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July 15, 2013


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Marlene Braxton

I was tripped up on #5 so much that I became an acrobat by the time I "settled" on the incorrect tense. I was surprised, however, that I erred on #2 identifying "samples" (were)as singular instead of focusing on "each" (is). But, that's what makes language fun. It is so very dynamic--and tricky!

Val S.

I caught these, but I knew what I was looking for! I think people trip up a lot in speech, but in writing they should take the time to think about it a little more. Also, in Britain at least, the word audience, like family or team, can be considered a plural noun, so they use a plural verb. It used to irritate me when I lived there. Now that we communicate globally so often, I see different usages spreading among all English speakers. Maybe in the US we'll eventually add the U to color and honor and favor!


Great use of strike-through to make those examples clear!

Lynn Gaertner-Johnston

Hi, Marlene. You are not alone! "Settle" in Number 5 fools many people. I have been sharing that example in business writing classes at a particular company since I saw it in a class participant's writing sample there. Nearly everyone misses it.

Number 2 is another great challenge.

Thanks for commenting.


Lynn Gaertner-Johnston

Hi, Val. Thank you for your comment on "audience." I just checked it in my "Gregg Reference Manual," and you are correct. It is a collective noun--even in the United States. That means the writer can choose to use a plural verb--for example, "are"--to emphasize that the audience is made up of individuals. I was thinking of it as one group, but the members of the group are acting alone.

I have changed that example from "audience" to "Board of Directors."

Thanks for keeping me honest--and correct!


Lynn Gaertner-Johnston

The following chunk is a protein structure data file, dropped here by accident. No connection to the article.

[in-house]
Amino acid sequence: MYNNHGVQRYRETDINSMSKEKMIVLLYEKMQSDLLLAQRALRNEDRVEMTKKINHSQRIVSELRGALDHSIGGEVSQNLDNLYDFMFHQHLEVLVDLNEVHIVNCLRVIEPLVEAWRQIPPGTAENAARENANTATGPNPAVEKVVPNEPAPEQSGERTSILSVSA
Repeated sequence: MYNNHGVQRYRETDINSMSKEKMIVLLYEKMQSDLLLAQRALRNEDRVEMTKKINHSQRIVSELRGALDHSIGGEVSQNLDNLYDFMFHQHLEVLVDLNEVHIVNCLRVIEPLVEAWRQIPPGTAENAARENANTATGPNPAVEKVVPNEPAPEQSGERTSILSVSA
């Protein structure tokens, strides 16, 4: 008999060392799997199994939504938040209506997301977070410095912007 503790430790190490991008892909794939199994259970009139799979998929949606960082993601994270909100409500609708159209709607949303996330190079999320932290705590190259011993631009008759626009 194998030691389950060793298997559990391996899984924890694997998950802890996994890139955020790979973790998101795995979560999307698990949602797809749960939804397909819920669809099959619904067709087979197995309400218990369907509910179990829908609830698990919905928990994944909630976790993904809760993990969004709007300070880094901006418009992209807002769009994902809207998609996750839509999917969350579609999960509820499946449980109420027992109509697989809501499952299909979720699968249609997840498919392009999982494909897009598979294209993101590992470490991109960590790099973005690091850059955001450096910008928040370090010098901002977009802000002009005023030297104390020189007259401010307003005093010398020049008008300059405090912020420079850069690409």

Lester, thanks for your compliment! I too liked that use of strike-through.


Paula Diaco

Hi Lynn,

I love that I can identify a prepositional phrase in a sentence, and immediately know it has no part in the subject-verb agreement exercise. Thank you for showing us examples of other modifying phrases that can trip us up.

Lynn Gaertner-Johnston

Paula, you are welcome! I know grammatical correctness is very important to you at your sign shop in Vermont, Sign-a-Rama.



I got all of them right yaaaayyy! On another note a friend and I were arguing over whether it was ok to start a sentence with "am" instead of "I am". Her argument is since the only acceptable subject for "am" is "I"; then omitting the subject should not affect the sentence since it can only have one meaning. An argument she supports by referencing foreign languages like Spanish or French where one may use the correct form of the verb without the subject eg Yo soy professora or soy professora. Both expressions mean I am a teacher. What do you think?


I had to read Number 5 a couple of times, but did get it in the end. I have to admit 6 stumped me and still feels a little stilted. Otherwise I got the rest right. I knew more than I thought! Thanks for another great article.

Lynn Gaertner-Johnston

Hello, Yvie. Thanks for the interesting question. In English, people do sometimes omit the subject "I" in informal communication. For example, "Am waiting for you in the lobby" or "Can't wait to see you!"

However, in normal professional messages (and even person ones), we nearly always use the subject. It's use is standard English.

Your friend can leave out the subject, but her communications will be considered informal--not professional.


Lynn Gaertner-Johnston

Suze, I agree that some of these sentences require close scrutiny. If they were written more simply, we would not have to worry as much about subject-verb agreement.

Thanks for your comment and compliment.


Vimal Chokoor

Hi Lynn,

I have a question pertaining to sentence 5. I thought that the verb "settle" would be in past tense since "Testing showed that" shows that the action happened in the past.

Grateful if you could please advise me.


Lynn Gaertner-Johnston

Good point, Vimal. Perhaps I should have written "testing shows" rather than "showed." That might be a better structure.

However, I do think it is correct to say "Testing showed that the temperature settles," assuming that whatever the testing showed (in this case the temperature settling) is still true.


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